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MUSC College of Nursing ranked No. 2 for online graduate degree program

January 12, 2017
Joseph Stocking in Colombia
In Tumaco, Colombia, Joseph Stocking was part of Continuing Promise 2011, a humanitarian mission. Photo provided

The MUSC College of Nursing continues to hit high marks among online graduate programs. U.S. News and World Report, the de facto leader in the evaluation and rankings of degree-granting programs at regionally accredited institutions, has ranked the CON No. 2 in the category of online graduate nursing program in the United States for the second year in a row.

2017 marks the fourth year in a row that the program has earned the No. 1 or 2 spot. In 2016, the CON ranked No. 2; in 2015, it achieved the No. 1 spot; and in 2014, it ranked No. 2. More than 500 nursing schools were surveyed.

Dean of the college, Gail Stuart, Ph.D., was elated at the news and shared credit with those whom she said played a role in this extraordinary achievement. “This year’s ranking is a testament to the ongoing quality and sustained performance of our MUSC faculty, staff and students,” she said.

Joseph Stocking, a second semester Doctor of Nursing Practice (DNP) student in the nursing executive leadership and innovations (NELI) track, has the highest praise for the college and the program.

“I am very proud of the MUSC College of Nursing. This most recent distinction comes as no surprise. The breadth of leadership at the College of Nursing is phenomenal.  Despite the challenges associated with online learning, the passion and commitment demonstrated by the faculty is second to none and makes for an outstanding learning environment. Their commitment and support of students in the Nurse Executive DNP program, in which I’m enrolled, has been invaluable in helping me create a unique learning experience as I prepare myself for executive leadership.”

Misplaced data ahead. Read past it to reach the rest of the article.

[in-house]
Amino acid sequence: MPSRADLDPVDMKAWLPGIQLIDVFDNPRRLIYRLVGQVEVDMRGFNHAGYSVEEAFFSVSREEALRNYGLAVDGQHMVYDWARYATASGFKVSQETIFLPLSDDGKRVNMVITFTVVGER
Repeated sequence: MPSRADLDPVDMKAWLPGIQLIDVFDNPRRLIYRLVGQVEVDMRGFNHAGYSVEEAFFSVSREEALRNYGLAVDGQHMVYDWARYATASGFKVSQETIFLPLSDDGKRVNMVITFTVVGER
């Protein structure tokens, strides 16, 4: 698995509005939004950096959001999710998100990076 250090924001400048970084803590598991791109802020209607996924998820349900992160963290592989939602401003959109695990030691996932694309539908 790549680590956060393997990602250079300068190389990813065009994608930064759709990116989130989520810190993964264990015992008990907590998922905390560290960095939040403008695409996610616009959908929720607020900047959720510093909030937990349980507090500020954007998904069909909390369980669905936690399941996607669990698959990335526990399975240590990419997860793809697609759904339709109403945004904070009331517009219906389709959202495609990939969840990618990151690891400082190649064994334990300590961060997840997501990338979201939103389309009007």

Doctor of Nursing Practice students attend an on-campus intensive session. Photo by Josh Goodwin 

Having devoted 20 years of his life and career to the U. S. Navy, a great deal of it spent in the medical arena, when it came time to retire, Stocking had a strong interest in nursing. Having served as a combat medic, emergency medical technician and respiratory therapist, he was very comfortable in the medical world.

Toward the second half of his naval career, he moved into administrative roles, working closely with commanding officers – first as the assistant legal officer for the command and then in decedent affairs, often delivering the most dreaded and heartbreaking news to military families. Subsequently, he served in the position of operational forces medical liaison. Stocking specialized in emergency management and was part of the chemical, biological, radiological, nuclear, and explosive (CBRNE) team.

During his time with the Navy, Stocking served all over the world and was even stationed on the USNS Comfort, the world’s largest hospital ship. He moved with the Navy to Charleston, South Carolina, from Connecticut in 2005, and upon retirement in 2014, he started the college’s Accelerated Bachelor of Science in Nursing degree program. Once he completed it, he was accepted into the NELI track of the DNP program, which will take two years to complete.